In today’s economy, when going global is a key objective in many companies’ strategic plans, it’s vitally important to consider cultural and language skills when determining who is the critical talent in the organisation.
Identifying and retaining critical talent as well as succession planning are important parts of the strategic development of a company. However, it’s not an easy task.
In today’s economy, when going global is a key objective in many companies’ strategic plans, it’s vitally important to consider cultural and language skills when determining who is the critical talent in the organisation. For example, it is estimated that the UK is losing around £50 billion per annum as a result of language and cultural ignorance, according to the Manifesto of languages published by APPG for Modern Languages.
When operating internationally, having employees that have multicultural skills and are polyglots or bilingual is a huge advantage. Our latest Global Talent Report shows that 61.5% of the director level respondents working in HR and surveyed in the UK said that they give an advantage to candidates with international experience, 62% to multilingual candidates and 64% to those with multicultural experience. When it comes to building international relationship or building effective international communication strategies, these skills are clearly crucial.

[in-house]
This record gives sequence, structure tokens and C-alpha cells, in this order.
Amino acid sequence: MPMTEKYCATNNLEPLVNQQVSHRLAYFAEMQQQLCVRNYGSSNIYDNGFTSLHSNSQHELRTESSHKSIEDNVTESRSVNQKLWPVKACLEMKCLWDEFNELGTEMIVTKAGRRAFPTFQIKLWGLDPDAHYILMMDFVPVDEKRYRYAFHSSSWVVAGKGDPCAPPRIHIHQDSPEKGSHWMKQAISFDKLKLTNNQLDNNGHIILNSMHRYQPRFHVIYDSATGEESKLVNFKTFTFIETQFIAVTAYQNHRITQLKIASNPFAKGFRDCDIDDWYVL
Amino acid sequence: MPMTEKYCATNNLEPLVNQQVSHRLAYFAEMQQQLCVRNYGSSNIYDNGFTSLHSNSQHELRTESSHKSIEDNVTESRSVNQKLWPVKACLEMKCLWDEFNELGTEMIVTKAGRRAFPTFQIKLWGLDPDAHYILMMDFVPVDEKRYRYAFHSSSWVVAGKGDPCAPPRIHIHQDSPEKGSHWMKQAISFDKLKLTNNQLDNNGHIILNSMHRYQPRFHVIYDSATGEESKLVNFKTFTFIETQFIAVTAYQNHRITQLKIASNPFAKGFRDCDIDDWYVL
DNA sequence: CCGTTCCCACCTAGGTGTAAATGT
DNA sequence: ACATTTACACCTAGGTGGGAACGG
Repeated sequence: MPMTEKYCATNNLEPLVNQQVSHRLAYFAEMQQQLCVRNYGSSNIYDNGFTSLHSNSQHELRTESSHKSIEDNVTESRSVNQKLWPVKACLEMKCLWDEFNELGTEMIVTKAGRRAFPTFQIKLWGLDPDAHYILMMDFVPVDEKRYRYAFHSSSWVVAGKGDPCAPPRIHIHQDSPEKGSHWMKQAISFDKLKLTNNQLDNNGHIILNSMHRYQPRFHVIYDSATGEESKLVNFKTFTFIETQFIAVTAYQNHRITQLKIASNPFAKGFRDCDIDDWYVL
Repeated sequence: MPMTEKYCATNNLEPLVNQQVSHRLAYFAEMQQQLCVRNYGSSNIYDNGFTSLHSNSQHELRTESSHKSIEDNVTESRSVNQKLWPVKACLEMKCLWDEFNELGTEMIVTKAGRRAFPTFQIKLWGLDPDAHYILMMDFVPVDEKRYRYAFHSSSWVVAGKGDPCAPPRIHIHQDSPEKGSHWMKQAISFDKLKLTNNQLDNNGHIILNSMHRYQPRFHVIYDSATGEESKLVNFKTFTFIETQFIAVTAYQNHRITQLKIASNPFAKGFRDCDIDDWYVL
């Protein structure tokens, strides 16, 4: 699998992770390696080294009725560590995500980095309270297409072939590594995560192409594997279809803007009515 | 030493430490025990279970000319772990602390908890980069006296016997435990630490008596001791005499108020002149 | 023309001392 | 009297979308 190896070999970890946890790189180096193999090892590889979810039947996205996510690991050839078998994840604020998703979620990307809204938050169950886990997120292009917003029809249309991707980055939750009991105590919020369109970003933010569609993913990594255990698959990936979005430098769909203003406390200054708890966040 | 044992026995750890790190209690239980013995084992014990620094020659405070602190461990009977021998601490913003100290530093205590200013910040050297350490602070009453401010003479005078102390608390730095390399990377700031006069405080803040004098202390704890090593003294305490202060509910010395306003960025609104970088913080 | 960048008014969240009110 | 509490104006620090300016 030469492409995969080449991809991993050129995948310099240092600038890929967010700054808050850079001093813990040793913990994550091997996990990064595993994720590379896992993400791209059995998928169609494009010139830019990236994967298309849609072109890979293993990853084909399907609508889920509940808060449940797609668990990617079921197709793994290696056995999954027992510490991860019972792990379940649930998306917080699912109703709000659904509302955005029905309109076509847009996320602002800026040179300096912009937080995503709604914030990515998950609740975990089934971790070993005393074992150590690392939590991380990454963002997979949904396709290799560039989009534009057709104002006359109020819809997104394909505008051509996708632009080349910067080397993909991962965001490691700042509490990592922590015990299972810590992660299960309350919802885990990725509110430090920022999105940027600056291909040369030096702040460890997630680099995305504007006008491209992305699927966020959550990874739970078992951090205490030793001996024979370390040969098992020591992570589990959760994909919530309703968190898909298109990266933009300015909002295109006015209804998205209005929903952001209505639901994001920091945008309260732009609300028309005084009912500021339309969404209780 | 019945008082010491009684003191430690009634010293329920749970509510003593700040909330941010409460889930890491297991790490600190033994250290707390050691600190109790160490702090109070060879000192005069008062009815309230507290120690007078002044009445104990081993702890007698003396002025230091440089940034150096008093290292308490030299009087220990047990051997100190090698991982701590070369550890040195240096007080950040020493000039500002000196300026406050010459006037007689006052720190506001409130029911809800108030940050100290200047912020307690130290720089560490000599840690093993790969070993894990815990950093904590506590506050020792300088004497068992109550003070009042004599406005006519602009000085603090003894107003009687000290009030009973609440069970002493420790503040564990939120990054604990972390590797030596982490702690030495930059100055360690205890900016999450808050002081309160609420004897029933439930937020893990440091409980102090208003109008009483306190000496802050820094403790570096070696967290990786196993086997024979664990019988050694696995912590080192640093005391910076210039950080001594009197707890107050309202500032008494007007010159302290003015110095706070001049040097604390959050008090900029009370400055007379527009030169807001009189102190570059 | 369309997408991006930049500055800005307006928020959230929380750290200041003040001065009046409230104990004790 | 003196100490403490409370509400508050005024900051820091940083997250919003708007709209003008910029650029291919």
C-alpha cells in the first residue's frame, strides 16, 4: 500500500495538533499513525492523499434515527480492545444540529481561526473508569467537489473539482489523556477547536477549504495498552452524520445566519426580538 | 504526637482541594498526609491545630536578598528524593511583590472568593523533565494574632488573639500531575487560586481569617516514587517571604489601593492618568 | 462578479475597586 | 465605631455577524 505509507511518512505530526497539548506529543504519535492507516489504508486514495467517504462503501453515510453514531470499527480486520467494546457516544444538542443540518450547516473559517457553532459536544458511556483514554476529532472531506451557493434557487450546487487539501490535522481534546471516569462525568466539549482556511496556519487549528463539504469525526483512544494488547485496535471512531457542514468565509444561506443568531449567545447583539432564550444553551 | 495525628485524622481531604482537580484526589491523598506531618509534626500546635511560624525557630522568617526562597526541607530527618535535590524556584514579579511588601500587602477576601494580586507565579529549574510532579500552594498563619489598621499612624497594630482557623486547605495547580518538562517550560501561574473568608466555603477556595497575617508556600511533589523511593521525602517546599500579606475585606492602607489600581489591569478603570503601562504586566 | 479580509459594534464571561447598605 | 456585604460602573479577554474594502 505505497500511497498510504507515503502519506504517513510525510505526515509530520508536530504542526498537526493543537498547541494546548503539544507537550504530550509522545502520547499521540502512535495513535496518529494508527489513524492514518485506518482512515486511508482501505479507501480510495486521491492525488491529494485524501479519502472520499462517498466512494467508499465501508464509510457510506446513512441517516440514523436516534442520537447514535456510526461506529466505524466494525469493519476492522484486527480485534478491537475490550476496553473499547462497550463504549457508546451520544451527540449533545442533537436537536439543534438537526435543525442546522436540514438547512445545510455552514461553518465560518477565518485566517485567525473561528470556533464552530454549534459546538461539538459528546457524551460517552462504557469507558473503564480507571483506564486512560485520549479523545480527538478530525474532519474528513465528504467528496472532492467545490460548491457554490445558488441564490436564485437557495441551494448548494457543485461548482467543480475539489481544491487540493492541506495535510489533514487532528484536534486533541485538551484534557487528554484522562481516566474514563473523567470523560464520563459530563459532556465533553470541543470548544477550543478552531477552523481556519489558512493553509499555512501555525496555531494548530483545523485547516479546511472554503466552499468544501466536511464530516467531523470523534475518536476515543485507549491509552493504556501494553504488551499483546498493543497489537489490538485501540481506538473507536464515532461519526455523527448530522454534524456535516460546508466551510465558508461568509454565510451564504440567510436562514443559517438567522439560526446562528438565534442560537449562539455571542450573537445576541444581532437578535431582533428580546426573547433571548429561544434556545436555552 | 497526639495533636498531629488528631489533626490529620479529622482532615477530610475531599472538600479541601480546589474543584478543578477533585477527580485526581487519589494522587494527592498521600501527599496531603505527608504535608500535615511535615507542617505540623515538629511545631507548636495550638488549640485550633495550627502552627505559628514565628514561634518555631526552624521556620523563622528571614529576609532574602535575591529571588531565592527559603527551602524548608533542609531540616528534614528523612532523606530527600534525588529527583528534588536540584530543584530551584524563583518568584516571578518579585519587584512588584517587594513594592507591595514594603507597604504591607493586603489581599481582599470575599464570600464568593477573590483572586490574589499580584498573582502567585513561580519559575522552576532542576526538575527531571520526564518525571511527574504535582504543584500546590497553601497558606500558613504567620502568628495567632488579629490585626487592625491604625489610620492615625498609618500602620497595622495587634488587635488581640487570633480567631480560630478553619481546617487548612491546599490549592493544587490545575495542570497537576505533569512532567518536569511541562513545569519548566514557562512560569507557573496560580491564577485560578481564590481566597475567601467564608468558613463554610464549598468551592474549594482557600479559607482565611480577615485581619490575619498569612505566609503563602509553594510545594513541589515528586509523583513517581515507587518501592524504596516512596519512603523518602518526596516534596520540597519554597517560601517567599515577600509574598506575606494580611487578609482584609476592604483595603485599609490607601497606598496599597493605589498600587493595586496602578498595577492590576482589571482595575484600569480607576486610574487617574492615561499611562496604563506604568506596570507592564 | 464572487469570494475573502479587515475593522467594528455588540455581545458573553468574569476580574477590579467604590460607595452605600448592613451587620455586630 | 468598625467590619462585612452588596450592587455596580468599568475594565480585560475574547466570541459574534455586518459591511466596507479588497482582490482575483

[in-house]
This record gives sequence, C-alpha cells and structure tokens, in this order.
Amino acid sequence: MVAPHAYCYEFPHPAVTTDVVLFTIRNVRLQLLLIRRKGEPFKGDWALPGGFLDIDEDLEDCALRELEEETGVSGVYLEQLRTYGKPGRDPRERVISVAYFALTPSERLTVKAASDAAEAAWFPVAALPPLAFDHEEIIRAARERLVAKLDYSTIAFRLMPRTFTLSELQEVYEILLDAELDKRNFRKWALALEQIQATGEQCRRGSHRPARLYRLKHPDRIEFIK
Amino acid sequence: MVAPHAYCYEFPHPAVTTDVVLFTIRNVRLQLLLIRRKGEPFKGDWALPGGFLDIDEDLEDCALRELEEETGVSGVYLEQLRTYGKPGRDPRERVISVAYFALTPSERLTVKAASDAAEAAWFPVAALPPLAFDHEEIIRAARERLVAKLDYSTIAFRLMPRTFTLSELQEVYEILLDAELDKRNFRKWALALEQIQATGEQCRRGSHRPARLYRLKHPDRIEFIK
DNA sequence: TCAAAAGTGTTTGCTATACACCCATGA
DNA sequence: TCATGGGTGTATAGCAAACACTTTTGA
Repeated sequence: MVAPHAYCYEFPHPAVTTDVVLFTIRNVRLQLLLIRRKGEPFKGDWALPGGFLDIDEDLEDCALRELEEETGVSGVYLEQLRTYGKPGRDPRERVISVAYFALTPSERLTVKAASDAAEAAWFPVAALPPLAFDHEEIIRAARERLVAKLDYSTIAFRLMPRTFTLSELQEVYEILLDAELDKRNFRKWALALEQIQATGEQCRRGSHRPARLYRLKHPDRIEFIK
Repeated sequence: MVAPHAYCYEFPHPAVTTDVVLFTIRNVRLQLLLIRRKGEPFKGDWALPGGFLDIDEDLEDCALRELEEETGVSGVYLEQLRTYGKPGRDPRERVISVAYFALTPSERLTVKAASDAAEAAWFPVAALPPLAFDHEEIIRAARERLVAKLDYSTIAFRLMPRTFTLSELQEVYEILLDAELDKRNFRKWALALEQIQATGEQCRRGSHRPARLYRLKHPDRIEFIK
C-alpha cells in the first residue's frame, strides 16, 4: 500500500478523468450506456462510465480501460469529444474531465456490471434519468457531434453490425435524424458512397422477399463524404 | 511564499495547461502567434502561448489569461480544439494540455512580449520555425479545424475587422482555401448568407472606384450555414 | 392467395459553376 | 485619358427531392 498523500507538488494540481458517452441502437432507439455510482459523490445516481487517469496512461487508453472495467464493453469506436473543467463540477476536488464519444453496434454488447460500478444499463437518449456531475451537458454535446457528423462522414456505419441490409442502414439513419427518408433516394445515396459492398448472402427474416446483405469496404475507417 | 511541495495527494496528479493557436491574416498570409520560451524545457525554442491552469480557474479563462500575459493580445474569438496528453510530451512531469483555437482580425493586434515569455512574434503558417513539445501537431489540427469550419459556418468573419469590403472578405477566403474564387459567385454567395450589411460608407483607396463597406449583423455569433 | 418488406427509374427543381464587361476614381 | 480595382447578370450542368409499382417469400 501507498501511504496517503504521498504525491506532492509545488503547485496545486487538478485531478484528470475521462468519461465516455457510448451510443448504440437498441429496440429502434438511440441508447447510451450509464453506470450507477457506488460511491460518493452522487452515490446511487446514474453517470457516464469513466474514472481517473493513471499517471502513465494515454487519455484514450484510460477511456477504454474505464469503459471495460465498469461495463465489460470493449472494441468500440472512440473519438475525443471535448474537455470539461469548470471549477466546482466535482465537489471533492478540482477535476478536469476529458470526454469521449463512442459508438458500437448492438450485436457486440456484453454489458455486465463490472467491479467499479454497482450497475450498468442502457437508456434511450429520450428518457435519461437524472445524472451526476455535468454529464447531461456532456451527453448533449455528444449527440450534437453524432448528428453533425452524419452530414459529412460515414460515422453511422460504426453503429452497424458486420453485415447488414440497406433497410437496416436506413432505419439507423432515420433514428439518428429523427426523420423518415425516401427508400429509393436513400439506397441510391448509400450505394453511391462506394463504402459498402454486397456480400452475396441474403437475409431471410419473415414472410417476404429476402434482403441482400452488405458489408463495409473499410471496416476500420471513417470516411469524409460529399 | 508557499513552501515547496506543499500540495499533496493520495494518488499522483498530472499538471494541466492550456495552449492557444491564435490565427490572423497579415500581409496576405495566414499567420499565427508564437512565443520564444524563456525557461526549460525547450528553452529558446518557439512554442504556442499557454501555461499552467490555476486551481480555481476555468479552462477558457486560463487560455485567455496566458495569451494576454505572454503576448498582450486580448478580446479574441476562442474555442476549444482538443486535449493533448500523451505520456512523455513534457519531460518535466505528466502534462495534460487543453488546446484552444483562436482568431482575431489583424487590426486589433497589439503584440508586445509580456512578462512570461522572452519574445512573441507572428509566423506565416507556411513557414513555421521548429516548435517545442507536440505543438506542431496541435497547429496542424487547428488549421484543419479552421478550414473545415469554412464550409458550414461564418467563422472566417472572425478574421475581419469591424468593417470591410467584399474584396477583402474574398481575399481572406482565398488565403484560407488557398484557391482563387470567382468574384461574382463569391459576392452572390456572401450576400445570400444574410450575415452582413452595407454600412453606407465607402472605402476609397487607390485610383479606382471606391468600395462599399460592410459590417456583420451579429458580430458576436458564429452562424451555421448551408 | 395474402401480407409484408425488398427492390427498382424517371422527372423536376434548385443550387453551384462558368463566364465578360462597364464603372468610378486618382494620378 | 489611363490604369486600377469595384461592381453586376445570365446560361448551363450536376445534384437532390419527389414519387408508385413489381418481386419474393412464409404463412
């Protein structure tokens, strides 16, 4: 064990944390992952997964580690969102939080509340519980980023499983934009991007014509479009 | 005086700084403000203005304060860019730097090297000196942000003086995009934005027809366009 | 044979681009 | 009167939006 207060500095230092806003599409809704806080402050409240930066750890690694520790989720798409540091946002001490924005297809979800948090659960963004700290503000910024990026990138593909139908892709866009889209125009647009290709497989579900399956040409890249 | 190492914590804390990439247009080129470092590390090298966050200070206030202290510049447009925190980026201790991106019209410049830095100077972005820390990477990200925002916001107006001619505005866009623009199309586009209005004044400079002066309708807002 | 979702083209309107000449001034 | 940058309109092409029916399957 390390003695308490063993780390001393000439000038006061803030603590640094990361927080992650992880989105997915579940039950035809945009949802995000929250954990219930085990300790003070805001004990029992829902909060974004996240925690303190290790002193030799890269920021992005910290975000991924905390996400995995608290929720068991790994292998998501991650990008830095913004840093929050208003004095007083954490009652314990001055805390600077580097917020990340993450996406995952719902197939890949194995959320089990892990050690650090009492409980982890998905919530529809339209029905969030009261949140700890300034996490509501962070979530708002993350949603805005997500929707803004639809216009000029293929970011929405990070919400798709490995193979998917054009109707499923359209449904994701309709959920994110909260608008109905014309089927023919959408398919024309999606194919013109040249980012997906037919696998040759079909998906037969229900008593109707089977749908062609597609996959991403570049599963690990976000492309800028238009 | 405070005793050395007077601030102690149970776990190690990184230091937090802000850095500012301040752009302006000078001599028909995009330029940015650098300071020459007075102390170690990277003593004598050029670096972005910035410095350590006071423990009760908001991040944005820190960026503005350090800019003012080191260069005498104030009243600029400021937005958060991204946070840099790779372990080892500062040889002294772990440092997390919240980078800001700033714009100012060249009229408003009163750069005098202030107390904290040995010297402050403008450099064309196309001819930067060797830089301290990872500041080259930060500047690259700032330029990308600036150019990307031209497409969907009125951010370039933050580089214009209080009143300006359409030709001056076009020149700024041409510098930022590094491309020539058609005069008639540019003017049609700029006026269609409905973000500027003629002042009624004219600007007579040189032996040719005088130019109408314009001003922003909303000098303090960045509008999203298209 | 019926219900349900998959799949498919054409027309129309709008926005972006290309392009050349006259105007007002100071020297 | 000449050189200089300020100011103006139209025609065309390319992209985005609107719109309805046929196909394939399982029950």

The issue for employers though is that these skills are at a premium. Therefore, the increasing battle for talent across borders suggests that companies will need to do more to attract and retain the most promising talent that have all the multicultural capabilities that would support international trade and global expansion.
Satisfied and engaged employees are more effective and productive and are also more likely to stick around. Retention of employees means saving resources that would otherwise be used to recruit, hire and train new staff.
If we can therefore encourage our kids to learn a second language and take time to gain experience working in another country, this will help in the longer term. Employees with these skills will be far better placed to work in a company that has diversity in its ranks and this can only be of benefit. Diversity contributes to more effective decision-making and problem-solving by providing a range of perspectives, which can draw attention to shared assumptions that may be implicitly guiding current practices. This results in a broad spectrum of expertise and a more robust process for critical evaluation.